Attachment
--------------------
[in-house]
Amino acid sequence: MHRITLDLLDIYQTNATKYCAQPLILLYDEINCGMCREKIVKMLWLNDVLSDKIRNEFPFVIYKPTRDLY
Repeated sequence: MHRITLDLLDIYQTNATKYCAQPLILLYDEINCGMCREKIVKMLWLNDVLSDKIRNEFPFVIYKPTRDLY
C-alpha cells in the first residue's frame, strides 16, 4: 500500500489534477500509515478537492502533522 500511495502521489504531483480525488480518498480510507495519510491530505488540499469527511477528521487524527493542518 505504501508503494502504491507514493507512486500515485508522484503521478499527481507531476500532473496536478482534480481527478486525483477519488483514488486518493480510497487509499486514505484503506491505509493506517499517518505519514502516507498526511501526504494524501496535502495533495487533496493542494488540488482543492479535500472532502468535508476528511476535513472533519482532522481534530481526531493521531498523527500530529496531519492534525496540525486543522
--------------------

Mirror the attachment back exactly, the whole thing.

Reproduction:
[in-house]
Amino acid sequence: MHRITLDLLDIYQTNATKYCAQPLILLYDEINCGMCREKIVKMLWLNDVLSDKIRNEFPFVIYKPTRDLY
Repeated sequence: MHRITLDLLDIYQTNATKYCAQPLILLYDEINCGMCREKIVKMLWLNDVLSDKIRNEFPFVIYKPTRDLY
C-alpha cells in the first residue's frame, strides 16, 4: 500500500489534477500509515478537492502533522 500511495502521489504531483480525488480518498480510507495519510491530505488540499469527511477528521487524527493542518 505504501508503494502504491507514493507512486500515485508522484503521478499527481507531476500532473496536478482534480481527478486525483477519488483514488486518493480510497487509499486514505484503506491505509493506517499517518505519514502516507498526511501526504494524501496535502495533495487533496493542494488540488482543492479535500472532502468535508476528511476535513472533519482532522481534530481526531493521531498523527500530529496531519492534525496540525486543522